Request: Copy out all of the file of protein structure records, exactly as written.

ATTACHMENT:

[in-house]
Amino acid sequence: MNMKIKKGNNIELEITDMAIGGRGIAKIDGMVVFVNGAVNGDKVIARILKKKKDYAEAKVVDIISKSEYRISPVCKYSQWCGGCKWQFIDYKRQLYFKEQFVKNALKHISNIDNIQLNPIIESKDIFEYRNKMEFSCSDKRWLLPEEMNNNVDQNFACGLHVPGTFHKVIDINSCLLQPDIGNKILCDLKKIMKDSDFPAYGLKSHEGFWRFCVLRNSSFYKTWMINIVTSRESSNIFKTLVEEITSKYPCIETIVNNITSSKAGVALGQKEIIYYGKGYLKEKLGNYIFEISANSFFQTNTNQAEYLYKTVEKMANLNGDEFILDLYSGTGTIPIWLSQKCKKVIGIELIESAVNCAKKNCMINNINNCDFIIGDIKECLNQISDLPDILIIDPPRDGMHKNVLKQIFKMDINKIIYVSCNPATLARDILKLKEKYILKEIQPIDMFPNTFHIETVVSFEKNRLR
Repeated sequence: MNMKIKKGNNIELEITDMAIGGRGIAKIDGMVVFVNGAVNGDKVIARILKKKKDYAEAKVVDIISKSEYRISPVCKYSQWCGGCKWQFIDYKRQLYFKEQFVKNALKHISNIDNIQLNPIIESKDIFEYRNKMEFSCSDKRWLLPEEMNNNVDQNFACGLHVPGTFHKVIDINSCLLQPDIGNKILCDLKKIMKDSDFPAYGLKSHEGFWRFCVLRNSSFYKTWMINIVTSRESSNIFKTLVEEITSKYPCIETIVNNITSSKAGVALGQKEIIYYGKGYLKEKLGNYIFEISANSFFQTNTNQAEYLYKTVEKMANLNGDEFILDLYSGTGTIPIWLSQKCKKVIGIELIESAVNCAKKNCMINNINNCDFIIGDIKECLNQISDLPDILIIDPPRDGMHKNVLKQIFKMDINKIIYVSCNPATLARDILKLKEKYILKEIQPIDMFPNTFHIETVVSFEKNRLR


[in-house]
Amino acid sequence: MNMKIKKGNNIELEITDMAIGGRGIAKIDGMVVFVNGAVNGDKVIARILKKKKDYAEAKVVDIISKSEYRISPVCKYSQWCGGCKWQFIDYKRQLYFKEQFVKNALKHISNIDNIQLNPIIESKDIFEYRNKMEFSCSDKRWLLPEEMNNNVDQNFACGLHVPGTFHKVIDINSCLLQPDIGNKILCDLKKIMKDSDFPAYGLKSHEGFWRFCVLRNSSFYKTWMINIVTSRESSNIFKTLVEEITSKYPCIETIVNNITSSKAGVALGQKEIIYYGKGYLKEKLGNYIFEISANSFFQTNTNQAEYLYKTVEKMANLNGDEFILDLYSGTGTIPIWLSQKCKKVIGIELIESAVNCAKKNCMINNINNCDFIIGDIKECLNQISDLPDILIIDPPRDGMHKNVLKQIFKMDINKIIYVSCNPATLARDILKLKEKYILKEIQPIDMFPNTFHIETVVSFEKNRLR
Repeated sequence: MNMKIKKGNNIELEITDMAIGGRGIAKIDGMVVFVNGAVNGDKVIARILKKKKDYAEAKVVDIISKSEYRISPVCKYSQWCGGCKWQFIDYKRQLYFKEQFVKNALKHISNIDNIQLNPIIESKDIFEYRNKMEFSCSDKRWLLPEEMNNNVDQNFACGLHVPGTFHKVIDINSCLLQPDIGNKILCDLKKIMKDSDFPAYGLKSHEGFWRFCVLRNSSFYKTWMINIVTSRESSNIFKTLVEEITSKYPCIETIVNNITSSKAGVALGQKEIIYYGKGYLKEKLGNYIFEISANSFFQTNTNQAEYLYKTVEKMANLNGDEFILDLYSGTGTIPIWLSQKCKKVIGIELIESAVNCAKKNCMINNINNCDFIIGDIKECLNQISDLPDILIIDPPRDGMHKNVLKQIFKMDINKIIYVSCNPATLARDILKLKEKYILKEIQPIDMFPNTFHIETVVSFEKNRLR